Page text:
The enigma of Scott Walker
It's always nifty to 'discover' a new artist that you've heard whispers of but never experienced. Scott Walker is a name I've heard about here and there over the years but never really paid attention to, until I saw the enthralling documentary "Scott Walker: 30 Century Man" a couple months back. Now I'm a big fan.
Scott Walker was one of the Walker Brothers, a crooning Brit pop kind of band back in 1960s with songs like "The Sun Ain't Gonna Shine Anymore." He had a brilliantly resonant voice, full and lusty, although that early material was pretty much your standard "moon in June" love songs. But when Scott went solo, something happened to him. He developed an interest in classical music and particularly in the work of Jacques Brel, whose sleazy and decadent anthems foreshadowed the work of Lou Reed.
A string of almost flawless solo albums spun out – "Scott," "Scott 2," "Scott 3," and "Scott 4," featuring a mix of Brel covers and Walker's own esoteric work. There's nothing quite like this stuff – very much of its late '60s/early 70s time, it's densely orchestrated but has a haunted heart. It's kitschy upon first listen, but then something in it grabs you and won't let go. Walker's work clearly influenced David Bowie, Radiohead and many others. The most amazing instrument of all is that voice, resonant and sonorous. His readings of Jacques Brel tunes are astounding, over-the-top and catchy in a strange and seedy way. Hearing this smooth silky voice sing lines like "And if I joined the social whirl / Became procurer of young girls / Then I would have my own bordellos," it's like a man out of time. Walker was going in directions few popular crooners did in the late 1960s.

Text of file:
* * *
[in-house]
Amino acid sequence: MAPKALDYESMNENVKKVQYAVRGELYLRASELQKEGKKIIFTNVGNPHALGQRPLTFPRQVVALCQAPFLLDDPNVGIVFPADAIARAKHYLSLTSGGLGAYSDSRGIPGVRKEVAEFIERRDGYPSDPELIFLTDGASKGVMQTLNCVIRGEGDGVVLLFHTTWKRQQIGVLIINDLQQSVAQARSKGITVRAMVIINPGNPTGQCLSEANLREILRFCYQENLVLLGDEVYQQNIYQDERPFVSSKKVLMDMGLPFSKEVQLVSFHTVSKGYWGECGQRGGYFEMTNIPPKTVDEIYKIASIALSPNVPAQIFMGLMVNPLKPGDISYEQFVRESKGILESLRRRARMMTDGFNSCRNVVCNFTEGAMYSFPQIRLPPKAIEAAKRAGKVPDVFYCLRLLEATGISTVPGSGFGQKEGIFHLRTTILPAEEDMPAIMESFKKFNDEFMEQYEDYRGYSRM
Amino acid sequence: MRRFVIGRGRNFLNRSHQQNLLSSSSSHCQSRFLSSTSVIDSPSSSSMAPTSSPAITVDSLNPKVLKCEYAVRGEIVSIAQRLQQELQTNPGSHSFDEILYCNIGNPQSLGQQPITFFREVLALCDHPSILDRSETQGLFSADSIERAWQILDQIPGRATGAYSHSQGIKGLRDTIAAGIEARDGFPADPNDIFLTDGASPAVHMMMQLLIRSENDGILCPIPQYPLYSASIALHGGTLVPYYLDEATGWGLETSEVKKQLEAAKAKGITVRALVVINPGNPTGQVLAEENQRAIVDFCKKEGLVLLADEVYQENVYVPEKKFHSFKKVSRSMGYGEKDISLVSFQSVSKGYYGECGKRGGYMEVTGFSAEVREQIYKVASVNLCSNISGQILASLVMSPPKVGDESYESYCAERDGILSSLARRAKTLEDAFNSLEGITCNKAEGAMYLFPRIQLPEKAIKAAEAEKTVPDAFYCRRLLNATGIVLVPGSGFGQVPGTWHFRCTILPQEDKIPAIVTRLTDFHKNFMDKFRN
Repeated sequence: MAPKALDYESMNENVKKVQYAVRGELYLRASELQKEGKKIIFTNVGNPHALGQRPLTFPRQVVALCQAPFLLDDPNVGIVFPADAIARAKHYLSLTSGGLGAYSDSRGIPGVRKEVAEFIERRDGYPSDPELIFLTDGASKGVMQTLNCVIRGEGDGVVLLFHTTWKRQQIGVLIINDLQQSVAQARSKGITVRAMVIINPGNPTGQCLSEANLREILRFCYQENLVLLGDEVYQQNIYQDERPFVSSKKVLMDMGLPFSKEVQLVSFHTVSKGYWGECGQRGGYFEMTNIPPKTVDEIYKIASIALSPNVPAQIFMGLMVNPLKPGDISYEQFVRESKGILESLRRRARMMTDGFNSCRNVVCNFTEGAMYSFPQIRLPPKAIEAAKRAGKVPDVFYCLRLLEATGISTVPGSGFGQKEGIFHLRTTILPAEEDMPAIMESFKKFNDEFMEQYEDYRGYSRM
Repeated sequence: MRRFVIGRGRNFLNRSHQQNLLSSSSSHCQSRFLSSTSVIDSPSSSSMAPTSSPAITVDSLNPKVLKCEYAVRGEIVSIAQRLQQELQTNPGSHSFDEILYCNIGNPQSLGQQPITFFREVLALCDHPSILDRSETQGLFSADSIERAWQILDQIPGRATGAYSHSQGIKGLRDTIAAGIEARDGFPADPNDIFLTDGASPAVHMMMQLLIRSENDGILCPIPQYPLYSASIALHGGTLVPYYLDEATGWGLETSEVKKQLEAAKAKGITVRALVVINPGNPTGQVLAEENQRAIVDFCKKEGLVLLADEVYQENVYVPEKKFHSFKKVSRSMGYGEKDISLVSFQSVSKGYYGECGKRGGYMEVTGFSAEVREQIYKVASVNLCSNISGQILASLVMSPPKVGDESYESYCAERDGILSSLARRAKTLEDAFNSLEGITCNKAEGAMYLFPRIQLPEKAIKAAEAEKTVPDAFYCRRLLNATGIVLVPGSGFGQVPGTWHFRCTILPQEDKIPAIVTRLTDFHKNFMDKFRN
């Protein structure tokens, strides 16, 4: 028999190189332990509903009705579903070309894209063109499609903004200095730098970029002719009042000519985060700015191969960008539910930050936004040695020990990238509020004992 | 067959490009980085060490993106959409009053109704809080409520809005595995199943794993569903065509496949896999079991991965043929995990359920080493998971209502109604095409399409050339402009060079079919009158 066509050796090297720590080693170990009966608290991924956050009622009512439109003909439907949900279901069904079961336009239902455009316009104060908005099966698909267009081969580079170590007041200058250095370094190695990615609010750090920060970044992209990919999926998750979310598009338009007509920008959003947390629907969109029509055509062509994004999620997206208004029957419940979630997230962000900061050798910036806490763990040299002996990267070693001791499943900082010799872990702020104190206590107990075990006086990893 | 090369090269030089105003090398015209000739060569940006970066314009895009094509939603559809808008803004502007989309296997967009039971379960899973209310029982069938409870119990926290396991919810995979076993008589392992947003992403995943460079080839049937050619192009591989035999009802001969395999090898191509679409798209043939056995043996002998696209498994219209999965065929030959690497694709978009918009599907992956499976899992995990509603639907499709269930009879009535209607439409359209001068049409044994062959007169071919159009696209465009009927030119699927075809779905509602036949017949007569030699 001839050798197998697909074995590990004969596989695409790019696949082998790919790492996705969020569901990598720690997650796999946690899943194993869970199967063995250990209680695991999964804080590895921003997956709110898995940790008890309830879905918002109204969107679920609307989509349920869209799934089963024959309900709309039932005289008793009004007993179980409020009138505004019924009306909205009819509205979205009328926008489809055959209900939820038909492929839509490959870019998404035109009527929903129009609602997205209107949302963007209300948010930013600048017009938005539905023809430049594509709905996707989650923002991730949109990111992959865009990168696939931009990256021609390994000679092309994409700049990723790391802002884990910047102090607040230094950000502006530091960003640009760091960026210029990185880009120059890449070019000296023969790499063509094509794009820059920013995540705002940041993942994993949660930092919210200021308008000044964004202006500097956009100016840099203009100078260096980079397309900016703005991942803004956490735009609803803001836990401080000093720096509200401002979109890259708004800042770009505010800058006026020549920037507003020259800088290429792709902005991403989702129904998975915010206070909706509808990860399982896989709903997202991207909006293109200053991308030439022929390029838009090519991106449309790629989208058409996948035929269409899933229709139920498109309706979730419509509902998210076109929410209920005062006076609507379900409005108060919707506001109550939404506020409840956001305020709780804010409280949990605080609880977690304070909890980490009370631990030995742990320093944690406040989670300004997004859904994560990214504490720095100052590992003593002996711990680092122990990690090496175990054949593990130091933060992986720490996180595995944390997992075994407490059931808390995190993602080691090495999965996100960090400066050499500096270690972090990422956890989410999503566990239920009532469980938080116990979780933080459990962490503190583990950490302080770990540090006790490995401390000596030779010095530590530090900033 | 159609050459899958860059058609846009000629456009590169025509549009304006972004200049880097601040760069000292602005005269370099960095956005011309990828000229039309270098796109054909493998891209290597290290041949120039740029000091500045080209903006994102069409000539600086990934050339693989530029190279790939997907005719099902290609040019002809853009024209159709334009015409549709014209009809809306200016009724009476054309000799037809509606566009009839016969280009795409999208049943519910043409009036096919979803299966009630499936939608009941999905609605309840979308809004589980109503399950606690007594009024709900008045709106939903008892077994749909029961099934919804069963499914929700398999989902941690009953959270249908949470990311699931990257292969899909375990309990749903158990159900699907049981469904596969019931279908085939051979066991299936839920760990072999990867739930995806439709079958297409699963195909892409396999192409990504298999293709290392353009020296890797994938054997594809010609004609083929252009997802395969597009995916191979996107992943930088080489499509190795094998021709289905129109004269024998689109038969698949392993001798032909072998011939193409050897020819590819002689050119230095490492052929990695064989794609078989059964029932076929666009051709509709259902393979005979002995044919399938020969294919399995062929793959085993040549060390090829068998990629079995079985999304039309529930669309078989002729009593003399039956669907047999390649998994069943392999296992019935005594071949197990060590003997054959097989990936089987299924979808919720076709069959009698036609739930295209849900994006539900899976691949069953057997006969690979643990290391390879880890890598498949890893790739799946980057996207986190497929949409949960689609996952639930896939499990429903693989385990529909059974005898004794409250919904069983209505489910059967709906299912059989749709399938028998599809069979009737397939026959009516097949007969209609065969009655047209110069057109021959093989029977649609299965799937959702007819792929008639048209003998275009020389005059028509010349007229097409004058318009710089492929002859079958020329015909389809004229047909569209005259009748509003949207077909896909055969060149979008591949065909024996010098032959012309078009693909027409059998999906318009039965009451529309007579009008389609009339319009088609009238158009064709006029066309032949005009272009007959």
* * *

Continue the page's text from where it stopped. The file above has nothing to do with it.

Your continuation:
But after that string of albums, he kind of faded away. A few less inspired works which didn't feature his own songwriting, a perfunctory Walker Brothers reunion, and only two or three albums in the last 30 years. But the sporadic albums that have come out have been increasingly strange stuff, as the reclusive Scott goes digging into the dusty corners of innovation. It's a remarkable transformation – imagine, say, Neil Diamond suddenly swerving into avant-garde classical music and Krautrock. Listen to 1995's "Tilt" and the 1970s "Scott" albums, and other than that remarkable voice, you'd never know it was the same artist.
By the time you get to 1995's "Tilt," it's like descending into someone's dark dream – like an opera performance with an industrial music backing, Walker's increasingly surreal vocals swirling in and out of cacophony. It's less tuneful and hummable than his earlier work, but it casts a kind of strange spell as mood music. It's as far from "The Sun Ain't Gonna Shine Anymore" as you can get.
I'd definitely recommend any of his "Scott" series for anyone interested in baroque and theatrical pop. As the work gets weirder and stranger it's more of a challenge, but the constant thing throughout is that amazing voice, the voice of an artist who's constantly reaching in new directions.
The "30 Century Man" documentary does an excellent job of following Scott's journey. Here's a trailer: